There's much hoopla over job titles, with many strong opinions on both sides.

Today I decided to change my bio as it appeared on this website. It used to be "CEO & Founder of Doctor Volleyball, student at UofT". As accurate as this is, I didn't feel like defining myself so narrowly anymore. If you want a spoiler of what I eventually changed it to, feel free to scroll to the bottom.

There are many many terms for those who work with software. To one person they could all sound the same, to another they each contain information about one's job, and to a recruiter... honestly who knows. This makes choosing a self descriptive job title interesting. So what options do I have?

Here be job titles


Also called Computer Programmer, and defined by the Bureau of Labor Statistics as

Create, modify, and test the code, forms, and script that allow computer applications to run. Work from specifications drawn up by software developers or other individuals. May assist software developers by analyzing user needs and designing software solutions. May develop and write computer programs to store, locate, and retrieve specific documents, data, and information.

Super vague and does technically apply to a lot of jobs. Weird how they mention Software Developers, I wonder what it says for them.

Develop, create, and modify general computer applications software or specialized utility programs. Analyze user needs and develop software solutions. Design software or customize software for client use with the aim of optimizing operational efficiency. May analyze and design databases within an application area, working individually or coordinating database development as part of a team. May supervise computer programmers.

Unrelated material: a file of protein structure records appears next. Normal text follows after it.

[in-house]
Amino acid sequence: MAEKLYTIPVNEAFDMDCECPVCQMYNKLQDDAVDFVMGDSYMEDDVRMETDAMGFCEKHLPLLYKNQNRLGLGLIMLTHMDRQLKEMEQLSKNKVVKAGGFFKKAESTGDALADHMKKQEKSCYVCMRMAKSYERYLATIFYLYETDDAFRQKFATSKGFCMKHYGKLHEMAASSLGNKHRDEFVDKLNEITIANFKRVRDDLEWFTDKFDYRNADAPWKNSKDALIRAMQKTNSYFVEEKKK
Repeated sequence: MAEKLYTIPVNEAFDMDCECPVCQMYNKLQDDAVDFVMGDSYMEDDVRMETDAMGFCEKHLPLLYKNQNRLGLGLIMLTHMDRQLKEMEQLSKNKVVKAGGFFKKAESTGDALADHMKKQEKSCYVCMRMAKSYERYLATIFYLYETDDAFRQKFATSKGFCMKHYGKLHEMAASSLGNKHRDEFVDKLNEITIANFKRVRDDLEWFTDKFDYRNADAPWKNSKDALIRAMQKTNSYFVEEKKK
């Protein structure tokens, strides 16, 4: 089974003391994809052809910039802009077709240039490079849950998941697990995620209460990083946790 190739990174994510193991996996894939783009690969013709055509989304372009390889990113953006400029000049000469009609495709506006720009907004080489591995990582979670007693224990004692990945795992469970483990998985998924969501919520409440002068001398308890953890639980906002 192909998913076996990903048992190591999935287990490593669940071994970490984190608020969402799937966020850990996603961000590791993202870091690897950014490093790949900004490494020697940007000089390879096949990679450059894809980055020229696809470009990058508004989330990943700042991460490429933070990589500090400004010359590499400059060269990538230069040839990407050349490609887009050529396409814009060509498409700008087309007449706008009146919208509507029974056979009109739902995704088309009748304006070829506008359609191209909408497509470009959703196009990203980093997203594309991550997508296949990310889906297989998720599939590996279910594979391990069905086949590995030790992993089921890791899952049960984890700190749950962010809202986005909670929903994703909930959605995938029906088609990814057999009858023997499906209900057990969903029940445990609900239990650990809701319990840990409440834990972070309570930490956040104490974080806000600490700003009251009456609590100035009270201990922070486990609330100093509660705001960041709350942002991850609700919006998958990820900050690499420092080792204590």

I'm so happy they included the word develop at the very beginning of their definition. It makes all my research for this article worth it. Then again, "develop" shows up half way through the definition for Computer Programmer too, which leads me to believe that they don't know what they're talking about either.

As long as nobody is the authority on this, we can continue to speculate in peace, knowing that nobody is correct!


I have a weird relationship with this word. I feel childish to me. I can't really explain why. Is it because the word is physically short? I don't think so, but maybe.

One of my friends took a data entry job a couple of years ago and described it as being a coder. That didn't particularly sit well with me. Yes, you are entering codes, but something just doesn't feel right.

I think coder could be a great description of writing software, but I have these biases and past experiences with the word that will forever tinge how I think of it.


Oh my god there are so many variations on the term developer. I really like how well "developer" describes what we do, but everyone seems hell-bent on sticking a descriptive word in front to differentiate themselves. You could be a

  • Developer (easy and classy, I like it)
  • Software Developer (more detail, cool cool)
  • Frontend Developer (client side stuff, nice)
  • Backend Developer (server side stuff, neato)
  • Full Stack Developer (client and server, whoa slow down there bud)
  • Web Developer (different from a full stack dev how?)
  • Technical Developer (a job title that I've had)
  • Junior / Senior any of the above terms (how is this even measured)
  • <Programming Language /> Developer (do you really want to define/confine yourself by a language?)
  • UI Developer (how is this not a designer?)